The following properties of the control circuit RS illustrated in FIG. 1 should also be considered before proceeding with a description of the present invention, which is illustrated in FIGS. 3 and 4. When, particularly given this embodiment, action is taken within the pulse editing control IAB or in the control voltage generator RSE or on the control-gain amplifier RV due to a disturbance, i.e. component modification, interruption or short, then one must rely on a boost in the secondary voltage Us which can lead to the destruction of the circuit portions GL or, respectively RL, charged by the secondary winding Ws.
The regulation standards covering such devices, however, stipulate that no voltage boost at the side of the power pack not connected to the network must not occur given the appearance of a disturbance at the side of the power pack that is connected to the network. This is particularly critical given an operating state (readiness or standby mode) which only functions with minimum load (RL is high) in comparison to the normal load RL. In order to alleviate this situation, it is conventional to provide a voltage limiter at the secondary side containing the device to be charged.
It is therefore an object of the invention to only act on the control system and inhibit the switching transistor T when the voltage Us rises above an amount to be fixed.
Other objects, features and advantages of the invention, its organization, construction and operation will be best understood from the following detailed description, taken in conjunction with the accompanying drawings, on which:
FIG. 1 is a schematic representation of a power pack known in the art;
FIG. 2 is a voltage and current verses time diagram showing the operation of the circuit of FIG. 1;
FIG. 3 is a schematic representation of an embodiment of the invention; and
FIG. 4 is a detailed schematic diagram of an embodiment of the invention.
As may be seen from FIG. 3, the pulse duration modulator PDM is provided with a further input which is charged by a voltage UD supplied by an anti-disruption circuit St. As already indicated, the same secondary winding WH which also serves for charging the control circuit RS is also responsible for charging the anti-disruption circuit ST.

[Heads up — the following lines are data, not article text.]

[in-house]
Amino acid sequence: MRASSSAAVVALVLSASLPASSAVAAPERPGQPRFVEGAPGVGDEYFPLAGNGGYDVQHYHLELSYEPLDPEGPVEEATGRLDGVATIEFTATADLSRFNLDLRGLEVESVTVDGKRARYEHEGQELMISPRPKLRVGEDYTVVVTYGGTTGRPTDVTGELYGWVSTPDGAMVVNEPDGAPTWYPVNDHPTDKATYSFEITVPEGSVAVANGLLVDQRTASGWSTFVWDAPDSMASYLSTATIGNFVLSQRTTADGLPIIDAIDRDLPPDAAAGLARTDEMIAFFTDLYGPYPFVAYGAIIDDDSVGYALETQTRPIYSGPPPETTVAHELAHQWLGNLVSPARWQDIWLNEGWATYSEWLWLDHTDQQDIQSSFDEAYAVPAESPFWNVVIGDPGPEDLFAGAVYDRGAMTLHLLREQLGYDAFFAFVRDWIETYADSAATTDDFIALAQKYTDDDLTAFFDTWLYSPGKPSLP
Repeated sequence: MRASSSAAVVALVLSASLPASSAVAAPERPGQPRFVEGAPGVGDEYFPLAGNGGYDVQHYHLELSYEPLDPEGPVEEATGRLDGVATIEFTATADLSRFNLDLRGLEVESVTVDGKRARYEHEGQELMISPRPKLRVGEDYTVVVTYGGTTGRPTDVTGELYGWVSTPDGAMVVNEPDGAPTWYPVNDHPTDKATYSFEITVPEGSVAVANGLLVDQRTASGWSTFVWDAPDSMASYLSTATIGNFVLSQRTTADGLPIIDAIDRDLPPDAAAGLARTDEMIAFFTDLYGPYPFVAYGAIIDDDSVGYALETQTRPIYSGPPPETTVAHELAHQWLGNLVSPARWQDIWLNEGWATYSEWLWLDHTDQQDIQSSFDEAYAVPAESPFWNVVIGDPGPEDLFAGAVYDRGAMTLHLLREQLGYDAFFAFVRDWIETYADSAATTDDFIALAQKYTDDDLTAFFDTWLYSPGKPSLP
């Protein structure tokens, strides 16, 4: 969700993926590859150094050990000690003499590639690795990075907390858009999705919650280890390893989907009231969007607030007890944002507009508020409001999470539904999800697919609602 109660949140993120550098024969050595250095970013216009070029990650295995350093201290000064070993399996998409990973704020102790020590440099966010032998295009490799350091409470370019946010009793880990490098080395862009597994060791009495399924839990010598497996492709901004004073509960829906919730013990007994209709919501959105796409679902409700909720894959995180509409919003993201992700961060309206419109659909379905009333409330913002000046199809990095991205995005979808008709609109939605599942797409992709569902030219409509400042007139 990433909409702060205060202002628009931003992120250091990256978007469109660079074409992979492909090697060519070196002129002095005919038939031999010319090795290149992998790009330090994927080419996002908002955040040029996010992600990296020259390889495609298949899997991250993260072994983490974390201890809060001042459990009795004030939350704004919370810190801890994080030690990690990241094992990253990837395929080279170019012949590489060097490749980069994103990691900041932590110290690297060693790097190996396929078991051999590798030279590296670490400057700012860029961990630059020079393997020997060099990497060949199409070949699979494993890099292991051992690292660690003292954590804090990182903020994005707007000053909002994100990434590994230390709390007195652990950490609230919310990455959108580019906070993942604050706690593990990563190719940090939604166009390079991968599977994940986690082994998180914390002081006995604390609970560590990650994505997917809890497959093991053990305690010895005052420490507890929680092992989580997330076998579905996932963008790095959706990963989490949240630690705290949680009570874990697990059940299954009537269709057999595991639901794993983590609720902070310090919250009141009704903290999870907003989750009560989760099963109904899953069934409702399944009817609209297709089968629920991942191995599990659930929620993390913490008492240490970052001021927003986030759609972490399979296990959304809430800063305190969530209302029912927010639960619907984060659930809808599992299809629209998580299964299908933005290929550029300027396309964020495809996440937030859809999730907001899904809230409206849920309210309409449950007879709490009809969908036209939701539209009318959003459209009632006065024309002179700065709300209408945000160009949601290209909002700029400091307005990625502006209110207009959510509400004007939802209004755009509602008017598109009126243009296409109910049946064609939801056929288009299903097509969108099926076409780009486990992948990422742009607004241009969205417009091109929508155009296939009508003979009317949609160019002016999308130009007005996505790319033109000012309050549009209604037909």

A particularly advantageous construction of the invention is shown in FIG. 4, this, apart from the antidisruption circuit St of the invention, corresponding to FIG. 5 of the aforementioned German patent application NO. P 33 12 209.1.
Given this embodiment of the invention, the control voltage generator RSE charged by the auxiliary secondary winding WH is realized by the combination of a diode D1 having two resistors R1 and R2 and a capacitor C1. The cathode of the diode D1 is directed connected to the secondary winding WH of the transformer Tr and its anode is connected to a reference potential (ground) by way of, on the one hand, the capacitor C1 and, on the other hand, by way of the series connection of the two resistors R1 and R2. The control voltage generation therefore comprises a loaded half-wave rectification with the diode D1 as a rectifier which is conductive during the inhibit phase (the switch represented by the power transistor T is open), with the capacitor C1 as a charging capacitor and with the two resistors R1 and R2 as load resistors. The controlled-gain amplifier is advantageously represented by an operational amplifier whose non-inverting input is connected to a first reference voltage Urefl and whose inverting input is connected by way of a resistor R4 to the output of the operational amplifier RV and is also charged by the output of the control voltage generator RSE via a resistor R3. A capacitor C2 which is itself charged by the output of the control voltage generator RSE and, on the other hand, by the output of the pulse editor IAB is connected to the inverting input of a further operational amplifier V1 which forms an input of the pulse duration modulator PDM. The capacitor C2 functions as a switching control. Details regarding this are set forth in the aforementioned German application No. P 33 12 209.1. The current-voltage transformer SSW is charged by a current Ip flowing via the primary winding Wp and can function as a direct current collector by way of a resistor in the ground branch of the switching transistor or according to the principle of Ip simulation.